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Chief Justice Roderick L. Ireland to deliver Commencement address

Chief Justice Roderick L. Ireland

Curry College's 2023 Commencement will take place at the Xfinity Center in Mansfield, MA on Sunday, May 21, 2023 at 9:30 a.m.

Chief Justice Roderick L. Ireland will serve as Commencement Speaker at Curry College’s 2023 Commencement.  Ireland served as Chief Justice of the Massachusetts Supreme Judicial Court  (2010-2014) and is Distinguished Professor of Criminology and Criminal Justice at Northeastern University. This is Ireland’s second time as Curry College’s Commencement Speaker. The first time, in 1998, Ireland also received an Honorary Doctor in Laws.

Ireland began his legal career in 1969 as a Neighborhood Legal Services attorney. In 1971, he co-founded the Roxbury Defenders Committee, a public defender program that provided free legal services in criminal cases. In 1975, he was appointed the Assistant Secretary and Chief Legal Counsel for the Massachusetts Executive Office of Administration and Finance, and in 1977, the Chair of the Massachusetts Board of Appeals on Motor Vehicle Liability Policies and Bonds. He then served as a judge for 37 years, sitting in the Boston Juvenile Court from 1977 to 1990, the Massachusetts Appeals Court from 1990 to 1997, and the Massachusetts Supreme Judicial Court from 1997 to 2014. When he was appointed an associate justice of the Supreme Judicial Court in 1997, he became the first African American to sit on that bench in its over 300 history. In 2010, he became the Court’s first African American chief justice.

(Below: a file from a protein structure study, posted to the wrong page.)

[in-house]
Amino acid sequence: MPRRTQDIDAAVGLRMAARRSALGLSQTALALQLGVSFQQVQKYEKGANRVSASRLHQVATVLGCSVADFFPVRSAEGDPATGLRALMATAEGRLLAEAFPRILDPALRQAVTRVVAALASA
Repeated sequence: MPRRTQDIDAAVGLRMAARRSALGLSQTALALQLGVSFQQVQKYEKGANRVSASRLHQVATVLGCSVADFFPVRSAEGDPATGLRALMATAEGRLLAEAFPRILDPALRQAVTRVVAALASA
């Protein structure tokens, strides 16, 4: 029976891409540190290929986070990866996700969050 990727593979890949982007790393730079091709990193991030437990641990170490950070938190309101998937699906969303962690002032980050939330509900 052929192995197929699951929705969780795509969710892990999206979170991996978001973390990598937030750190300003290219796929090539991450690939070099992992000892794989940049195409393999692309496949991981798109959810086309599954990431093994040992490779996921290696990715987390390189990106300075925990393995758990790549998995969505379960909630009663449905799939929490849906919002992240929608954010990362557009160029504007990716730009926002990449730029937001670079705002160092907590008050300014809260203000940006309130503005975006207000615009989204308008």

At Northeastern University, Ireland served as an adjunct faculty member in the School of Criminology and Criminal Justice from 1978 to 2014. He also taught at Harvard Law School, Boston University Law School, Northeastern University School of Law, and the University of Massachusetts in Boston. In addition, he has been on the faculty of New York University Law School’s Appellate Judges Seminar since 2001. He is the author of a two-volume treatise on Massachusetts Juvenile Law published by Thomson/Reuters in its Massachusetts Practice Series, as well as several law review articles.

As one of the four justices who voted in favor of same-sex marriage in Goodridge v. Department of Public Health, the nation’s very first case in which a state supreme court declared same-sex marriage constitutional, he has lectured and spoken on that topic a number of times, including giving the Sixteenth Annual Justice William J. Brennan Jr. Lecture on State Courts and Social Justice at New York University School of Law entitled, “In Goodridge’s Wake:  Reflections on the Political, Public and Personal Repercussions of the Massachusetts Same-Sex Marriage Cases.”

Ireland’s interests include criminal law, juvenile law, and constitutional law. Of particular interest, given his experience as chief justice of the SJC, is studying both the theory and the reality of how government works, with a focus on the interplay of the judiciary with the legislative and executive branches, as well as with external entities such as the business community and the media. He is also very interested in diversifying the judiciary at all levels through increased training programs, as well as scholarship and fellowship opportunities for minorities, and is president of The Justice George Lewis Ruffin Society, sponsored by Northeastern University’s School of Criminology and Criminal Justice. The Ruffin Society is an organization that supports and uplifts minority professionals in the criminal justice system and the legal profession in general.

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